Pitch a book by its cover? You bet.
The paperback publisher of Tom Wolfe's unevenly reviewed latest novel I Am Charlotte Simmons is hoping that a redesigned cover -- and a youth-oriented marketing campaign, complete with a contest featuring a trip to Cancun -- will help draw young adults to the book, mocked by some reviewers who found the septuagenarian author's accounts of campus sex life unconvincing.
Oddly, the cover of the paperback omits the name of the novel. "Big publicity and marketing campaigns for big authors are to be expected," said Michael Cader, the editor of two industry publications, Publishers Marketplace and Publishers Lunch. But "a paperback cover that has the author's name in huge letters and neglects to include the book's title at all is very unexpected and very unusual."
Darin Keesler, marketing director of Picador USA, the novel's paperback publisher, said that the decision to leave the title off the cover was partly a design issue, partly a nod to Wolfe's fame. "We were able to do it because Tom Wolfe is in many ways a brand, a star."
When I Am Charlotte Simmons was published last fall, its cover featured the book's title superimposed in script over the author's vastly larger varsity-letter-style initials. The design struck Doug Dutton, proprietor of three influential local bookstores, as "extraordinarily undistinguished." The image evoked the idea of college, but in an old-fashioned way, Dutton said, "like college of the '50s."
The paperback cover is much more eye-catching. It features a die-cut silhouette of a young woman wearing a bright green shift on a dark background and the author's name in lime-green type. The title appears on the next page, or "inside cover."
"When I first saw it on the floor of our store," Dutton said, "I immediately went over to it and said, 'Oh, this is different.'"
That's exactly what Keesler had in mind. "It's about college life, and people love nothing better than reading about themselves," he said, "so we thought there might be a huge untapped market among younger readers. And we wanted to give it a younger look."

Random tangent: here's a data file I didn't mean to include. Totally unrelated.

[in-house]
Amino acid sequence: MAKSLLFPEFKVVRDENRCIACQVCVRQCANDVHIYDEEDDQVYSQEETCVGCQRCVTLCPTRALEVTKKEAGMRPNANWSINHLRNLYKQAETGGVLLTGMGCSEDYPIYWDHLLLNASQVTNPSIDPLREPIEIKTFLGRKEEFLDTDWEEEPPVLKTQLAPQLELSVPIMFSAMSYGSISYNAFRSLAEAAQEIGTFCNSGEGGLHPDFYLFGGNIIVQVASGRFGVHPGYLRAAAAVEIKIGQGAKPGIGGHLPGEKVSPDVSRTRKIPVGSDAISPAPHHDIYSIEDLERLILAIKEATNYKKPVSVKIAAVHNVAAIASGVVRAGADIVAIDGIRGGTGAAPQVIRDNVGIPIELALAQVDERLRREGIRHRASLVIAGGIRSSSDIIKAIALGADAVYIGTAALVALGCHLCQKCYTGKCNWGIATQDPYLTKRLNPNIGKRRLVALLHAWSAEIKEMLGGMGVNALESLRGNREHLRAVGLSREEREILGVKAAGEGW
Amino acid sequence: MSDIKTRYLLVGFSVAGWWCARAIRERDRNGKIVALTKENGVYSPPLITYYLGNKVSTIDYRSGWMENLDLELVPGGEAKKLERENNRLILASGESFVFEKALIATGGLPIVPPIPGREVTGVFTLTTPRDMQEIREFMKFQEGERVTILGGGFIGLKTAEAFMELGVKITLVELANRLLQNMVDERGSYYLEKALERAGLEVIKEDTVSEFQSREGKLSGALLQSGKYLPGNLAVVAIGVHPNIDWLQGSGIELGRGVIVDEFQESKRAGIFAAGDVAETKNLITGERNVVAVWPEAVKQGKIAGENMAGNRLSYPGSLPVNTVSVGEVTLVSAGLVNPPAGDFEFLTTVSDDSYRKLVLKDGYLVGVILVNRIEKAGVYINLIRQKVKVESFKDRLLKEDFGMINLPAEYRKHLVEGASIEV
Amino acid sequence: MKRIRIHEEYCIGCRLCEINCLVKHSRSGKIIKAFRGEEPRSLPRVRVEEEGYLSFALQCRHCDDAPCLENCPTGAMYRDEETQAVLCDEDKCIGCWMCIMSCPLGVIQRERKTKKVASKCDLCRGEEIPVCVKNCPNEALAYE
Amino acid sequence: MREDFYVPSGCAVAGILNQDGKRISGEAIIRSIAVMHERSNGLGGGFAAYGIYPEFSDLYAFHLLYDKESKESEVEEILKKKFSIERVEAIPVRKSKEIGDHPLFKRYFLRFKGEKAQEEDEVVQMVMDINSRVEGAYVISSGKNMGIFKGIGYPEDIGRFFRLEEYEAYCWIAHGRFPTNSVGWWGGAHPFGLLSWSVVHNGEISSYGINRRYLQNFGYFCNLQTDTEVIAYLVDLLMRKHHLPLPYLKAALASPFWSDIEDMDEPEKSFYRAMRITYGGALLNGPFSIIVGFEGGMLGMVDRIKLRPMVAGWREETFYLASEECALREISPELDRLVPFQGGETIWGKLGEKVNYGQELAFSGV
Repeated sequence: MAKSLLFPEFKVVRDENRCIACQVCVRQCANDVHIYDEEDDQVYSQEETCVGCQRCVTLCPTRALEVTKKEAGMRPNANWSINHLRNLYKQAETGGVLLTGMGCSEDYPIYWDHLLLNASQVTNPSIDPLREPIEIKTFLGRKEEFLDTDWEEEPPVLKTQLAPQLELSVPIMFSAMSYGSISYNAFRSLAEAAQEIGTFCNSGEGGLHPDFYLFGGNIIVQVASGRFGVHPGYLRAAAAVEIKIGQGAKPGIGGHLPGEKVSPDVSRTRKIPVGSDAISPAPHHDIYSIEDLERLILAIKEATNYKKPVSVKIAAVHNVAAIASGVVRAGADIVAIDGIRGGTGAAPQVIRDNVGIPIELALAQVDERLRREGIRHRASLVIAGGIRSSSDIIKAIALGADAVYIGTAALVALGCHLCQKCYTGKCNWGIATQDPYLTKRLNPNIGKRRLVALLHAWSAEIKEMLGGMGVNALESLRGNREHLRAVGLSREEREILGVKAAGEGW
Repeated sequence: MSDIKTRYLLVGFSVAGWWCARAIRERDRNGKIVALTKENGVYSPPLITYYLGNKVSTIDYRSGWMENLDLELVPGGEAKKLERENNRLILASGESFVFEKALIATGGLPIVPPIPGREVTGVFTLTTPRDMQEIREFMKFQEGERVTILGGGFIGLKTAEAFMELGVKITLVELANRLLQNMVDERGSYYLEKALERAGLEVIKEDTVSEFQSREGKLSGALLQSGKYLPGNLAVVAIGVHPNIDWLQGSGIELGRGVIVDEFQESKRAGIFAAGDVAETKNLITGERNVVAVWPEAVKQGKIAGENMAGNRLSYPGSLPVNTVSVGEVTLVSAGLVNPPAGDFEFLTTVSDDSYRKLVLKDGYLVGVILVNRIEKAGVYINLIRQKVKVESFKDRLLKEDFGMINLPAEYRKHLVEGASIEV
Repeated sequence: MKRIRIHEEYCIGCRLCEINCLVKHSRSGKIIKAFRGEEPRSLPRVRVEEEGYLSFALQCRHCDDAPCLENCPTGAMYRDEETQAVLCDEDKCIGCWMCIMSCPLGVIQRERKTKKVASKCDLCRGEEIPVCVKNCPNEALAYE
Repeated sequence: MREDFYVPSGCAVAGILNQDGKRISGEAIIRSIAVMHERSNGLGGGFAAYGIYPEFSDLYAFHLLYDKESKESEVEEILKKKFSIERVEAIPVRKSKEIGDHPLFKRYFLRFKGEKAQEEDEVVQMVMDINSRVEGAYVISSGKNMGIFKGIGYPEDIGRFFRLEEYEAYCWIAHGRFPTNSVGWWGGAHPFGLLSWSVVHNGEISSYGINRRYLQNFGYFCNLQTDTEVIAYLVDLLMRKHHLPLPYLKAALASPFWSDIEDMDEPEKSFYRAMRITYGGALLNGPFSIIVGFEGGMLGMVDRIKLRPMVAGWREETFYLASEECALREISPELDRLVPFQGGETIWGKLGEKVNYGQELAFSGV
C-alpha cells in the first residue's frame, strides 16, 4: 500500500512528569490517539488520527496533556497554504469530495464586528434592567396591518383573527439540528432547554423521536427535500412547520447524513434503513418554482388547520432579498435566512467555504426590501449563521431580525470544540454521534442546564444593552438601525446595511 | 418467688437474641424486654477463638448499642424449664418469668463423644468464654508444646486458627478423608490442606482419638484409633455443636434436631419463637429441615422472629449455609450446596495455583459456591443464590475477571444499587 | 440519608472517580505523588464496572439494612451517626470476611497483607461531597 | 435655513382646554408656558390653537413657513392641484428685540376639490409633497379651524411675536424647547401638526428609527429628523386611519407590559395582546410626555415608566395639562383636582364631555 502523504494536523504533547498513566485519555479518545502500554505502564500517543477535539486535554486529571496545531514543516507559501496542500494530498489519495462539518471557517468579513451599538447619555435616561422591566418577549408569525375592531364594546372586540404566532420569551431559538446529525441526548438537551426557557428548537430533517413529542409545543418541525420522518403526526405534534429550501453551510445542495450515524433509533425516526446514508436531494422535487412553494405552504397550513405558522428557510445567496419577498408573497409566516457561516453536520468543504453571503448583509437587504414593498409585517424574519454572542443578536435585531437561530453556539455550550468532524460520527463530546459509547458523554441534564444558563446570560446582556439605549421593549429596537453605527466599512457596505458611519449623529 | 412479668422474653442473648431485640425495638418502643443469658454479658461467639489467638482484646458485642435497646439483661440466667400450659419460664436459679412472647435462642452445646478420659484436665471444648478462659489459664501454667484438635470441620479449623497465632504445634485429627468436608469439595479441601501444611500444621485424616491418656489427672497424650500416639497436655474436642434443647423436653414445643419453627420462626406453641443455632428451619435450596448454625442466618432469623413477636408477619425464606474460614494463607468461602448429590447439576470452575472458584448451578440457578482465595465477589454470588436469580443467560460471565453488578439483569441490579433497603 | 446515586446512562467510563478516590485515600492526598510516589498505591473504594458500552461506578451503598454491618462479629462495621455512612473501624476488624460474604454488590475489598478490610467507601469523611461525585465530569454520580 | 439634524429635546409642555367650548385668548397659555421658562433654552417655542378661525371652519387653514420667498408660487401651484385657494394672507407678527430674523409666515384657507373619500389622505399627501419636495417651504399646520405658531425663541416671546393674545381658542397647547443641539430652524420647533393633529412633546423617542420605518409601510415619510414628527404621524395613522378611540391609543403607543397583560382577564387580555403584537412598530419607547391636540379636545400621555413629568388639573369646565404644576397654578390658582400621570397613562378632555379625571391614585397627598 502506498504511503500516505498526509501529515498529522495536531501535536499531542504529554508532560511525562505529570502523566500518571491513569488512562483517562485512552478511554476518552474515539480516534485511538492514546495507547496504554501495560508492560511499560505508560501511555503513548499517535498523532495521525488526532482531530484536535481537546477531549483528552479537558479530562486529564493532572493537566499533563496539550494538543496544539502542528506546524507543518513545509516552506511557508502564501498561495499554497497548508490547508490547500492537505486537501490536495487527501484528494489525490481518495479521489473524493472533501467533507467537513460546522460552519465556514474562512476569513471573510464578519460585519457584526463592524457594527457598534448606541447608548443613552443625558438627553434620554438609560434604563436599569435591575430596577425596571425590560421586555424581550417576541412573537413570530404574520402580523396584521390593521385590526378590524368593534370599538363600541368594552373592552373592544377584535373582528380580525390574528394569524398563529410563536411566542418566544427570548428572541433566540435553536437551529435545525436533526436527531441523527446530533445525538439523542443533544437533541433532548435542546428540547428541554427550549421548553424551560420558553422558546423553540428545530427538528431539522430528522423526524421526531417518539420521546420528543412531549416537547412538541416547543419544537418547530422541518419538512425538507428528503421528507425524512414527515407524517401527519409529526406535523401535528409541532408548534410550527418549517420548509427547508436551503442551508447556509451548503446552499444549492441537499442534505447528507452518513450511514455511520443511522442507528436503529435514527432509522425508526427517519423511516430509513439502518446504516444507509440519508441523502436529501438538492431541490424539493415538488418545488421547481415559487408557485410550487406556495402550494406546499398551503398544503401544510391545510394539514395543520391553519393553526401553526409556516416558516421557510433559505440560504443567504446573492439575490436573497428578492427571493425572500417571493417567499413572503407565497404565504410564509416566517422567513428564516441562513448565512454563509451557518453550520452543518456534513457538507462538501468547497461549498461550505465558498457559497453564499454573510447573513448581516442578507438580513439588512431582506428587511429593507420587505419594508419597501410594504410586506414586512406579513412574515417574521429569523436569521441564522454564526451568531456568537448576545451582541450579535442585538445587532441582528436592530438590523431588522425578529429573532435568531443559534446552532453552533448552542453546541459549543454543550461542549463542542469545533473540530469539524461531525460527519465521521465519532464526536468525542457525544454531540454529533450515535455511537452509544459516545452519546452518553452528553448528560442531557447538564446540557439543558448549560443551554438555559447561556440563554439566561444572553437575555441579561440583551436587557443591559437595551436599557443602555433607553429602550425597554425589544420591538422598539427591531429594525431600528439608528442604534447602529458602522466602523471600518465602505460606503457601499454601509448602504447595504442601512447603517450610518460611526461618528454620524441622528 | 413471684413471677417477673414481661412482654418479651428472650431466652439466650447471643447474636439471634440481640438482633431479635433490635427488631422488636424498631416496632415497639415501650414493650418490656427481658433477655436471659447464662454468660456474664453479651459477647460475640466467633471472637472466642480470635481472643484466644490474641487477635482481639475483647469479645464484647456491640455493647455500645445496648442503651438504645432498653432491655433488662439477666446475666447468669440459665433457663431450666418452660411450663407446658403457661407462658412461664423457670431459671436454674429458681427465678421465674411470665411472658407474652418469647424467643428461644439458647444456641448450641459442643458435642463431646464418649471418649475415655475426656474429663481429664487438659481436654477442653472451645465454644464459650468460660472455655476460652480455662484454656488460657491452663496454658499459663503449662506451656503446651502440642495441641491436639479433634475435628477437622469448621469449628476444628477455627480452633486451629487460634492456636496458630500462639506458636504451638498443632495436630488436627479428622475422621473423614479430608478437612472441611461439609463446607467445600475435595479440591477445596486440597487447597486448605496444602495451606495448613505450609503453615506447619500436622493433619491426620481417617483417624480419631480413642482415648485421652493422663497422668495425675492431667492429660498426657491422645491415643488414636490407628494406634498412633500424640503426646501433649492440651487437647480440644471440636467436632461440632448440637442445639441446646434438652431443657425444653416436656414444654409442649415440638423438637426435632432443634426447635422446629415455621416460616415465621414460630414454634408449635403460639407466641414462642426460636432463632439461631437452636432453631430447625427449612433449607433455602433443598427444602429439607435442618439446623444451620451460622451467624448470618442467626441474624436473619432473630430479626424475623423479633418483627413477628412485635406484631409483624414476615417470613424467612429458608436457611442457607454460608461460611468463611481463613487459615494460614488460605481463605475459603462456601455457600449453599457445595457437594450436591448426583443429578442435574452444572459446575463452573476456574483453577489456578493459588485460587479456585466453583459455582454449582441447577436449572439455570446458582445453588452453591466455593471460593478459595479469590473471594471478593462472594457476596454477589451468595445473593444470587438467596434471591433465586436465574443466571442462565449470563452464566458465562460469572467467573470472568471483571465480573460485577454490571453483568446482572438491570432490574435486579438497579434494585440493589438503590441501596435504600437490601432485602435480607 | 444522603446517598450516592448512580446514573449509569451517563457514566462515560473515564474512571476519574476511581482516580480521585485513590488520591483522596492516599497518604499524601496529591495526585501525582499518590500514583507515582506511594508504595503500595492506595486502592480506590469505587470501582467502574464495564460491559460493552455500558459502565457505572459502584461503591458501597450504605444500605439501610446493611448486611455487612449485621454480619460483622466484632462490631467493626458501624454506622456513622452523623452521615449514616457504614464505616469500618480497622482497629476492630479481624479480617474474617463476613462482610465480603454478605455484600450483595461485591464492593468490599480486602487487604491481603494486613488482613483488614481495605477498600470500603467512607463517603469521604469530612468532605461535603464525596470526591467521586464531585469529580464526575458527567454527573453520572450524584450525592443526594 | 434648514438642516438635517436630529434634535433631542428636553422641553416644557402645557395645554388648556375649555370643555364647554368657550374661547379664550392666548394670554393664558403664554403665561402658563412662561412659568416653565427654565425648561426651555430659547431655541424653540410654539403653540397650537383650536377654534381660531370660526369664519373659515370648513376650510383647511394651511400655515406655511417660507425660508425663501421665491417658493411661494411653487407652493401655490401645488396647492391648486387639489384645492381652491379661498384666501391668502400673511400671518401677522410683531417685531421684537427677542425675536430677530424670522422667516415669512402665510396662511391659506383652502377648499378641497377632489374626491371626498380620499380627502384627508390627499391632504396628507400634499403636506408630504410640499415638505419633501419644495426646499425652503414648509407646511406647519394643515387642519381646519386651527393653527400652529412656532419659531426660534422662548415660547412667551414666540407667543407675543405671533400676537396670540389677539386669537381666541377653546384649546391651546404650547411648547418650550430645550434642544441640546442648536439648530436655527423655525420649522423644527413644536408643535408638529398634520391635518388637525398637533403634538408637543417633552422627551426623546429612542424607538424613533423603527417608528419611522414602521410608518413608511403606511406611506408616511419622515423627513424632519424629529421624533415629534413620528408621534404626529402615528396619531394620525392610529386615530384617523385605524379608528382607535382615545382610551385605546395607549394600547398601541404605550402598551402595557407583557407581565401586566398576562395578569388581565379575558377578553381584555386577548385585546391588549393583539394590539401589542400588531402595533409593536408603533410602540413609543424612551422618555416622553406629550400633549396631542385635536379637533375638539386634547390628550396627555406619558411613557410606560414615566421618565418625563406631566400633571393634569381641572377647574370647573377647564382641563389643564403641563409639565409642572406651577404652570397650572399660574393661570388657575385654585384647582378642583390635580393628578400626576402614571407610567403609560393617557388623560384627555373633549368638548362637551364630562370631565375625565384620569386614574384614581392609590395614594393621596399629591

To that end, Tanya Farrell, Picador's publicity director, had lined up back-to-back phone interviews today for Wolfe with seven college newspapers. Yesterday, though, Wolfe, who has laryngitis, was forced to postpone the interviews until next month.
Tomorrow, Wolfe, 74, still plans to read from the novel at New York's Cooper Union with Touri, a 34-year-old novelist and pop culture commentator who has worked for MTV and CNN and whose work Wolfe admires.
Wolfe's lofty literary reputation puts him in the top echelon of American authors; his place on bestseller lists is a virtual given. Even though sales of Charlotte Simmons fell short of publisher Farrar Straus & Giroux's expectations, the novel was one of the country's top fiction titles of 2004.
The marketing campaign for Charlotte Simmons is in line with the stepped-up efforts for paperback launches that publishers have initiated in recent years, including sending authors back out on publicity tours. Some books that have done only marginally well in hardcover have become bestsellers as paperbacks.
Picador is working with the same New York marketing firm, Drill Team, that helped sell the hardback version of Charlotte Simmons to younger readers. One of Drill Team's initiatives, according to its Web site, was to generate "word-of-mouth marketing among target readers through an outreach to a combined 450 fraternity and sorority houses across the country." Drill Team also created a "Meet Tom Wolfe" contest.
Robin Abcarian writes for the Los Angeles Times.